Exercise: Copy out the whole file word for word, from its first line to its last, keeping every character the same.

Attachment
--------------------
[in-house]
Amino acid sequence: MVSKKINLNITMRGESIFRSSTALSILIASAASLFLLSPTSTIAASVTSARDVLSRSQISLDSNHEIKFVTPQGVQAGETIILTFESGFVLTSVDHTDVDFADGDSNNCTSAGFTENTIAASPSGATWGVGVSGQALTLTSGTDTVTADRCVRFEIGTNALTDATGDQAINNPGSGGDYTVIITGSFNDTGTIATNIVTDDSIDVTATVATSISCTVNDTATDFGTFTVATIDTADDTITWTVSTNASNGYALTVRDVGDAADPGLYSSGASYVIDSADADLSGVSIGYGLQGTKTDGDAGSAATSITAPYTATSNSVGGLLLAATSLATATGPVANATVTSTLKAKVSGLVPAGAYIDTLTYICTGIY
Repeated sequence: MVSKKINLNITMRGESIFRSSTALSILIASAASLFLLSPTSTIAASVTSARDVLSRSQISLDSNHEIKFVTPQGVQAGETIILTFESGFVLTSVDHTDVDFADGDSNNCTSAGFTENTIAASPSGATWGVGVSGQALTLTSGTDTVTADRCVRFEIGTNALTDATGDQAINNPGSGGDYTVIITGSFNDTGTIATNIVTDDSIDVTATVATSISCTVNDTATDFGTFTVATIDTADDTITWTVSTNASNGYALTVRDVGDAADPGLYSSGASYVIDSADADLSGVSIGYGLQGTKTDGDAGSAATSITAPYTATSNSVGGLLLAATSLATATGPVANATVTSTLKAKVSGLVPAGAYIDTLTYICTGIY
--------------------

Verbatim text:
[in-house]
Amino acid sequence: MVSKKINLNITMRGESIFRSSTALSILIASAASLFLLSPTSTIAASVTSARDVLSRSQISLDSNHEIKFVTPQGVQAGETIILTFESGFVLTSVDHTDVDFADGDSNNCTSAGFTENTIAASPSGATWGVGVSGQALTLTSGTDTVTADRCVRFEIGTNALTDATGDQAINNPGSGGDYTVIITGSFNDTGTIATNIVTDDSIDVTATVATSISCTVNDTATDFGTFTVATIDTADDTITWTVSTNASNGYALTVRDVGDAADPGLYSSGASYVIDSADADLSGVSIGYGLQGTKTDGDAGSAATSITAPYTATSNSVGGLLLAATSLATATGPVANATVTSTLKAKVSGLVPAGAYIDTLTYICTGIY
Repeated sequence: MVSKKINLNITMRGESIFRSSTALSILIASAASLFLLSPTSTIAASVTSARDVLSRSQISLDSNHEIKFVTPQGVQAGETIILTFESGFVLTSVDHTDVDFADGDSNNCTSAGFTENTIAASPSGATWGVGVSGQALTLTSGTDTVTADRCVRFEIGTNALTDATGDQAINNPGSGGDYTVIITGSFNDTGTIATNIVTDDSIDVTATVATSISCTVNDTATDFGTFTVATIDTADDTITWTVSTNASNGYALTVRDVGDAADPGLYSSGASYVIDSADADLSGVSIGYGLQGTKTDGDAGSAATSITAPYTATSNSVGGLLLAATSLATATGPVANATVTSTLKAKVSGLVPAGAYIDTLTYICTGIY